I spent the better part of a half-hour last night snickering. Not that I’m any kind of whiz on cryptos, mind you. It’s just that our outlooks are coming in just like the “fixed horse in the sixth” that wasn’t going to make its feed bill for the season. Coincidence or design, is it?
While Bitcoin has been clawing its way back from disaster ($37,451 when inspected earlier) the coinsters have been moving on.
Because Bitcoin – which had the undeniable advantage of a “hard cap” meaning only 16-million-odd could ever be found – had become a bit of an embarrassment to the shill and tout crowd.
Fact is, the amount of energy used mining is a terrible problem. Unlike investing in a farm, or building a home with capital – where there is residual value – in cryptos, when the lights and/or web go out, the whole game is down the shitter.
One of our most knowledgeable posters as much as admitted it in a recent comment as he admitted the “hard capped BTC was losing favor”:
“Ethereum and other cryptos are moving away from Proof of Work, the original algorithm in blockchain technology, toward a newer concept called Proof of Stake. In short, the upgrade will mean that participants are incentivized with a reward, paid in ether, to remain online and keep the network in check. “
This may not seem HUGE to anyone (except a nutter-in-the-woods) but if you’re very precise in your thinking, you’ll read it as? Leaving the “hard crypto concept” (capped) and migrating to something that smells remarkably like government fiat/paper policy: Make it up on the fly.
When a former colleague tried to get me into BTC at under a nickel each, the one claim it made was the cap. That ALONE made it worth a double-take. Because it’s meaningful.
A crypto without a hard cap is just another swindle, as we figure it. Turns a table stake poker game into a back alley craps game. Allowing participants to make up rules on the fly, we’re reminded of TEGWAR. The Exciting Game Without Any Rules.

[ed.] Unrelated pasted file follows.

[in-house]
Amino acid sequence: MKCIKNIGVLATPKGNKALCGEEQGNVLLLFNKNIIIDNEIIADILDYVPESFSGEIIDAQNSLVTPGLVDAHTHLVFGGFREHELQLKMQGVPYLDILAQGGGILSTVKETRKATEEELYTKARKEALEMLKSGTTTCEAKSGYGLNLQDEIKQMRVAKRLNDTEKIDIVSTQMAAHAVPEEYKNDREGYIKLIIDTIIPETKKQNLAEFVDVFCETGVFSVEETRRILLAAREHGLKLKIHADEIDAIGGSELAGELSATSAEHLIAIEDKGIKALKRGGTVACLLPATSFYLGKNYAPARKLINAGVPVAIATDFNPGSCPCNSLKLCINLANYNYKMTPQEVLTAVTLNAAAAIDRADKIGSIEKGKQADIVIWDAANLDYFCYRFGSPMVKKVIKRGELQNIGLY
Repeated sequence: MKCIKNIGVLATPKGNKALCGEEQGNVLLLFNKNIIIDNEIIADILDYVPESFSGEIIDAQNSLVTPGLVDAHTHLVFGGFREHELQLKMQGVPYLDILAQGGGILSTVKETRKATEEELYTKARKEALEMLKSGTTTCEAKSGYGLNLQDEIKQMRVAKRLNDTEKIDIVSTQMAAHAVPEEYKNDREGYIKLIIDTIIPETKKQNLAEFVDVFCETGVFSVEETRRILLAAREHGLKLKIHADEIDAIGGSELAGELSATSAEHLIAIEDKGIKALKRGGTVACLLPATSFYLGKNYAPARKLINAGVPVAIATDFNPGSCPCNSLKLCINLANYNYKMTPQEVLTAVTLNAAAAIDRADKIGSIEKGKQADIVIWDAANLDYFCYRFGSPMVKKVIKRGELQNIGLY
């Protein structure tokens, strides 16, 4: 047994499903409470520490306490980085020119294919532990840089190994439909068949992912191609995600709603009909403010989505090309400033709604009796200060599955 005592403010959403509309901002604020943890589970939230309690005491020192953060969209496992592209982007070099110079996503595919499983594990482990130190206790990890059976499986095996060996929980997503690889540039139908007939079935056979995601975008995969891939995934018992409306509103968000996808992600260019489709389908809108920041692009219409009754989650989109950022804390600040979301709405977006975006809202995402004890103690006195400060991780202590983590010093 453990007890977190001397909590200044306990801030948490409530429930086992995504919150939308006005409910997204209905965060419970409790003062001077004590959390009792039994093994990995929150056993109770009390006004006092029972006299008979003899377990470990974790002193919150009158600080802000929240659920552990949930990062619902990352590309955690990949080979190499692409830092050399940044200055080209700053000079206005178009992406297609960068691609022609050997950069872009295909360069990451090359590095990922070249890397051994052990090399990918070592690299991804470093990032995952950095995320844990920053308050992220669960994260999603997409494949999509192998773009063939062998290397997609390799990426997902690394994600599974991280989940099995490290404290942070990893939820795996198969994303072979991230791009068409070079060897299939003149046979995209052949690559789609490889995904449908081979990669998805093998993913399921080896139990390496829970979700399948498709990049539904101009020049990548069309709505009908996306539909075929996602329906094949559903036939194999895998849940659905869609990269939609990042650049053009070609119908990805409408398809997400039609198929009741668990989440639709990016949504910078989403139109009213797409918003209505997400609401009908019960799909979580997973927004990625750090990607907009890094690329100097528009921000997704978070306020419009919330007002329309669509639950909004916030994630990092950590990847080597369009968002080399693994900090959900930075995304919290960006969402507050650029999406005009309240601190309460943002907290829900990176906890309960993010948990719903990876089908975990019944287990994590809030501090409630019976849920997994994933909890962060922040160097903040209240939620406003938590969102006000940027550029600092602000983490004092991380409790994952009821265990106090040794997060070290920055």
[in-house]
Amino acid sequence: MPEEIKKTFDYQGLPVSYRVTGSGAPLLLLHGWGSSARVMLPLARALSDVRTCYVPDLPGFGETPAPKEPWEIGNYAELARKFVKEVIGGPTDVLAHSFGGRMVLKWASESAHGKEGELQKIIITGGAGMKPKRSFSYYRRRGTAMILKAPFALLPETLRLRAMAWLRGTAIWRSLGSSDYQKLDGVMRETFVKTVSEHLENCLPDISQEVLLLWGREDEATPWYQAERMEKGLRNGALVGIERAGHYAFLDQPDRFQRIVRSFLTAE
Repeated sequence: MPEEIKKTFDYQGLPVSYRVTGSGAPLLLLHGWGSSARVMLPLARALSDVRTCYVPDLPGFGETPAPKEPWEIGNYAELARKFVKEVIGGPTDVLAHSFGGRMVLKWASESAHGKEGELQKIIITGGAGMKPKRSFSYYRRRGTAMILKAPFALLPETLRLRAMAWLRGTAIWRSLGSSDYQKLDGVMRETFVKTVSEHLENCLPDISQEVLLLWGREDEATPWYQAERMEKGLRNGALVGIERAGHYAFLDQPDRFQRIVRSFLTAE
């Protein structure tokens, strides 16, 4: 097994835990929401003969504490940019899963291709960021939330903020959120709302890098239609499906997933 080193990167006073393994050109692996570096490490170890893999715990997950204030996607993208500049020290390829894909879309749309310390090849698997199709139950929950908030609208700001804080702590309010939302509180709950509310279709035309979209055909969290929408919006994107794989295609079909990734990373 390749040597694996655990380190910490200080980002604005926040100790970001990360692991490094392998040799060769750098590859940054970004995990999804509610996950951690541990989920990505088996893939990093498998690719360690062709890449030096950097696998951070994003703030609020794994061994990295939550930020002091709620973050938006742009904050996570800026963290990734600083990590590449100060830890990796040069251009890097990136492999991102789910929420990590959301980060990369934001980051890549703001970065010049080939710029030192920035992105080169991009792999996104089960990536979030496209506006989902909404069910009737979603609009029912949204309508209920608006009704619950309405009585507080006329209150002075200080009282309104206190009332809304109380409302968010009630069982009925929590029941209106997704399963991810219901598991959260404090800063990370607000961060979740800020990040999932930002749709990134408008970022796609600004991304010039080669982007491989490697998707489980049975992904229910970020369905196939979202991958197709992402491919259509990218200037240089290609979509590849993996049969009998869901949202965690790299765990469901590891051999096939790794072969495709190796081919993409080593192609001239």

Don’t get me wrong: I make highly speculative investments all the time. Behind each move (even the losers) there is a logical process. Cryptos are now in process of leaving the solar system. Leaving caps in favor of a good “story” and showing us what a Ponzi-Scheme/TEGWAR hybrid looks like.
It’s being called “the Flippening,” elsewhere.
Ure’s Rules (2022 Edition): #3,631 (b) [2a]. “No caps? It’s Craps!”
Like flies drawn to what?
Or, it’s going to teach a lot of people in the longer-term that maybe a central bank – with however little accountability – is better than a mob of digital fools.
Tokyo Craps Out?
A year ago, one of my daughters wondered about whether she should plan on going to Japan this summer. “No, dear. That would be a bad bet.”
Again, father knows best. Of course, no one listens anyway, but that’s not the point.
The point is: Japanese Business Leaders Add to Chorus Against Holding Olympics – says the WSJ”. (Besides: Lunch at Benihana is quicker with no security lines or CV-sniffing dogs.)
There is a fine lesson in futuring to be learned: If there’s a chance of anything going wrong, it probably will. The Almighty (him/her/their/they/itself) might answer to another name besides God. I’m thinking Murphy.
Let’s see, now: We have had a good kidnapping parallel to the Lindbergh kidnapping with the recent Colonial Pipeline kidnap for ransom.
For our next check mark, how about the Apple trial in the Epic Games case? You know, the one about Apple taking 30% off the top. If you’re not all over this like white on rice, read In Apple Antitrust Trial, Judge Signals Interest in Railroad, Credit-Card Monopoly Cases.
The rhyme here is similar to what was chronicled after the Crash of ’29: